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All Posts Tagged: pattern

Accessible Drop Caps

Since the early days of the web, when images could be floated and text would wrap around them, designers have wanted to bring drop caps onto the web. Then we learned how terrible a pattern like <img alt=”M” align=”left”>atthew is for users, and CSS introduced :first-letter, letting us believe all…

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Tags: accessibility, ARIA, css, design, html, pattern, usability, UX, WCAG

Under-Engineered Text Boxen

Others in this sorta-series: Under-Engineered Custom Radio Buttons and Checkboxen Under-Engineered Toggles Under-Engineered Toggles Too This is the latest, and not last, in my informal series of posts on under-engineered controls. Generally I am looking at the minimum amount of CSS necessary to style native HTML controls while also retaining…

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Tags: accessibility, css, html, pattern, usability, UX, WHCM

Table with Expando Rows

I regularly work on projects with HTML tables that have been pushed to the edge with styles, scripts, and widget features. A common pattern is where rows are hidden until the user opts to show them. Unfortunately, the pattern is often over-complicated with unnecessary script and styles that regularly break…

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Tags: accessibility, css, pattern, standards, tables, usability

Basic Custom Control Requirements

If you are working on a custom control, a complex widget, or a novel interface element to integrate into a project, library, or framework, there are some core features you need to build. These represent not just what works for users across the most contexts and preferences, but also what…

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Tags: accessibility, pattern, usability, UX

Under-Engineered Toggles Too

Updated Intro Whether you use a <button> or <input type=”checkbox”> for your toggle depends on a few factors: Use <button> if: you can count on JavaScript being available, flipping the toggle has an immediate effect, the toggle will never have an indeterminate state. Continue reading this post. Use <input type=”checkbox”>…

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Tags: accessibility, css, html, pattern, usability, UX, WHCM

Maybe You Don’t Need a Date Picker

Calendar controls, date pickers, date widgets, whatever you call them, however they are described, they follow the same basic principle — present the user with a calendar to enter a date (and sometimes a time). Chris Blakeley, CC BY-NC-ND 2.0 The native implementations come from browsers when authors use <input…

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Tags: accessibility, html, JavaScript, pattern, usability, UX

Link + Disclosure Widget Navigation

Early in 2017 I filed an issue against WAI-ARIA Authoring Practices (APG) requesting a change to the menu navigation pattern. Despite a great deal of feedback in agreement, it languished. In late 2017 I wrote Don’t Use ARIA Menu Roles for Site Nav and started actively campaigning against the APG…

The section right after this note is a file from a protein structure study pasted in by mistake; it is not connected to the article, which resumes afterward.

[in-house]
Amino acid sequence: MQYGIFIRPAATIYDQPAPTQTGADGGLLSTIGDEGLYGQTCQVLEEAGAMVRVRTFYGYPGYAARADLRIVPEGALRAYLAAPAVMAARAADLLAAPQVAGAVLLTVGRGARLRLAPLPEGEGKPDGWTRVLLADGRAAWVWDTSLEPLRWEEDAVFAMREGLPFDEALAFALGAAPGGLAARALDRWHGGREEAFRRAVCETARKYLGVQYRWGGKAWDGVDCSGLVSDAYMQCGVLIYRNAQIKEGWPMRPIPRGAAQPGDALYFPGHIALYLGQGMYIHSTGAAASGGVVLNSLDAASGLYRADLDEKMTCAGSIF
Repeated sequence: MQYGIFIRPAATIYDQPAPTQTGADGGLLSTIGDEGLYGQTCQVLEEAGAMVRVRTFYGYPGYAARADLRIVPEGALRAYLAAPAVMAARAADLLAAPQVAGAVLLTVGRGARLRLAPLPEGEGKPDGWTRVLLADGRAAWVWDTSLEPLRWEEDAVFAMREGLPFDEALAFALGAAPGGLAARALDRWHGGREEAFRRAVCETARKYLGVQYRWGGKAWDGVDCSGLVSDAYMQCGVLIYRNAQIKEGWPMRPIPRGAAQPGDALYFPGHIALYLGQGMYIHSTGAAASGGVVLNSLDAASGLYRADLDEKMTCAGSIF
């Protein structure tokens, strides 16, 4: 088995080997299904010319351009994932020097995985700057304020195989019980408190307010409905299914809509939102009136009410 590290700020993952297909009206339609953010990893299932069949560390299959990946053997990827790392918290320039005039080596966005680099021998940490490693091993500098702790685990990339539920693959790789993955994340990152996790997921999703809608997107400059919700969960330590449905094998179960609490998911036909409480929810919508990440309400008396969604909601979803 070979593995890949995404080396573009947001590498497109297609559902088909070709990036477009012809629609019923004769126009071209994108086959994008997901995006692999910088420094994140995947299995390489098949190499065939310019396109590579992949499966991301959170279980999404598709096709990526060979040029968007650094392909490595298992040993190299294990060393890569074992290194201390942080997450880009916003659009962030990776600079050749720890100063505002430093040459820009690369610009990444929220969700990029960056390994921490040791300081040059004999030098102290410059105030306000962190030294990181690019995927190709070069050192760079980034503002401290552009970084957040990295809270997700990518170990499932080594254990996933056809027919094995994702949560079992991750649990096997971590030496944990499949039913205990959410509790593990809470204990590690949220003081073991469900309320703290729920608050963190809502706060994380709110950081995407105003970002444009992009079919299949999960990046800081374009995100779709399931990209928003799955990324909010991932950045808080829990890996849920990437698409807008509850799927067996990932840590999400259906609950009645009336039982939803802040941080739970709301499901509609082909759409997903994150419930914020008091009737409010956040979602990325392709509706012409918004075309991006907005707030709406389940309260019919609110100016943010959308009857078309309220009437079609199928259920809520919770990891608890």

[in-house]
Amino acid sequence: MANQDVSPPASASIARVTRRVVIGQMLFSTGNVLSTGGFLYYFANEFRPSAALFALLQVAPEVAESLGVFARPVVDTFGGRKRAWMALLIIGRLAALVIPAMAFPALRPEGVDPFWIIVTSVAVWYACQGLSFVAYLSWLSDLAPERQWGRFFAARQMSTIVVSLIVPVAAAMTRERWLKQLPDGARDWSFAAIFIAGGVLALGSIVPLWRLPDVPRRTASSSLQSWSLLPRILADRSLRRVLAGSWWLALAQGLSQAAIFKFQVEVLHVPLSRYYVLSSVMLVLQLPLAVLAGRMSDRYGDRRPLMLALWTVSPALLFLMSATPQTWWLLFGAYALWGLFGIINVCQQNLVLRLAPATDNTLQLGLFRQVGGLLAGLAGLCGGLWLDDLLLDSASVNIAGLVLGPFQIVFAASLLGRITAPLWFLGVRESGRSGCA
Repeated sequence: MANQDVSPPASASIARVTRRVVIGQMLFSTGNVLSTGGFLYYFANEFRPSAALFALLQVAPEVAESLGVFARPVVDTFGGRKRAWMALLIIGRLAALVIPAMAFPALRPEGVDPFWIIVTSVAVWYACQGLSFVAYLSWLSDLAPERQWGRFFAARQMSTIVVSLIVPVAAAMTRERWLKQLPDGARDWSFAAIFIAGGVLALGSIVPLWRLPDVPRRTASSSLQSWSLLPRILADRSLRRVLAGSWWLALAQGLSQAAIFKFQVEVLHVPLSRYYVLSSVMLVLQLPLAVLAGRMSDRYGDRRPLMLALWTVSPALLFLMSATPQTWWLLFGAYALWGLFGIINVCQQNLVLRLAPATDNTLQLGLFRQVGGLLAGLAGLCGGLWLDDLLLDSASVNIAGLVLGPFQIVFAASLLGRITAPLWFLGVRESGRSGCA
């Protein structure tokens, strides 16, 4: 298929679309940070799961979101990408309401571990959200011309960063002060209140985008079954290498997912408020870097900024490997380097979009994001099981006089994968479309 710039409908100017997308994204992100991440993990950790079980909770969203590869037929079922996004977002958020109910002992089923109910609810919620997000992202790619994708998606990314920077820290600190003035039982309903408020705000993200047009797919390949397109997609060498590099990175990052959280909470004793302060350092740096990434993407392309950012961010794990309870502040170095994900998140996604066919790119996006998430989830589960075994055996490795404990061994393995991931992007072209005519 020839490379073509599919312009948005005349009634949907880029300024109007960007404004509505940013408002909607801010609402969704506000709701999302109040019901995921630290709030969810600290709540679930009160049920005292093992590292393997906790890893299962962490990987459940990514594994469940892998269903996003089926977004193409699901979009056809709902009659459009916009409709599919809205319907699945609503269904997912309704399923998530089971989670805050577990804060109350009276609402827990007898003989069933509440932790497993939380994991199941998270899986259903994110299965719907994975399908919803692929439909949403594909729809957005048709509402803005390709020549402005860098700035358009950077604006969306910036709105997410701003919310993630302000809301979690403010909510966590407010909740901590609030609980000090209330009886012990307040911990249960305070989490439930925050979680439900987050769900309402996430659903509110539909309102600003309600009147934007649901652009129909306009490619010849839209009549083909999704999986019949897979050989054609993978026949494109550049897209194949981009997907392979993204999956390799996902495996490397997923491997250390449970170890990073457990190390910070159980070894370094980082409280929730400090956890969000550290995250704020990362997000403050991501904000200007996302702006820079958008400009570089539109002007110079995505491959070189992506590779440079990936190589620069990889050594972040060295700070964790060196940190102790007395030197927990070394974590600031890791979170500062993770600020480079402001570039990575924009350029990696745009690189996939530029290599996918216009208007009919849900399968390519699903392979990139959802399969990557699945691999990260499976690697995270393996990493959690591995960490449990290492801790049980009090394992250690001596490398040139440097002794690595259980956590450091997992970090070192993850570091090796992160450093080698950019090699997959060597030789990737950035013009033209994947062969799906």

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Tags: accessibility, ARIA, html, pattern, standards, usability, UX, WAI, WCAG

Periodic Table of the Elements

I built this for me. An audience of one. A way to keep sharp the skills that I am not always able to use on a project. My requirements were simple: responsive (print, small screens), accessible (beyond screen readers), and kinda fun. Since it relies on a JSON data source…

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Tags: accessibility, css, html, JavaScript, pattern, print, WHCM

Uniquely Labeling Fields in a Table

Many of my clients over the years have relied on fields in tables. Sometimes a checkbox to select a row, sometimes text inputs to update information, sometimes buttons select something. Rarely are they interested in a block of label text above the field, and I cannot disagree with them. The…

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Tags: accessibility, ARIA, html, pattern, tables, WCAG

Under-Engineered Toggles

Updated Intro Whether you use a <button> or <input type=”checkbox”> for your toggle depends on a few factors: Use <button> if: you can count on JavaScript being available, flipping the toggle has an immediate effect, the toggle will never have an indeterminate state. Go read Under-Engineered Toggles Too. Use <input…

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Tags: accessibility, css, html, pattern, usability, UX, WHCM

Avoid Default Field Validation

HTML5 gives us form field validation for free. The problem is that the default messages browsers provide are not always useful and typically do not work with assistive technology. I made an example on CodePen that uses an email field (type=”email”), is required (required), and uses a pattern to restrict…

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Tags: accessibility, browser, html, pattern, usability, UX

A CSS Venn Diagram

A few years ago I made a Venn diagram using floats and absolute positioning. It was fine. Nothing to really brag about, but it got the point across. I had use for CSS shapes in a project and wanted to play around beyond what the project itself allowed. I decided…

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Tags: css, html, pattern

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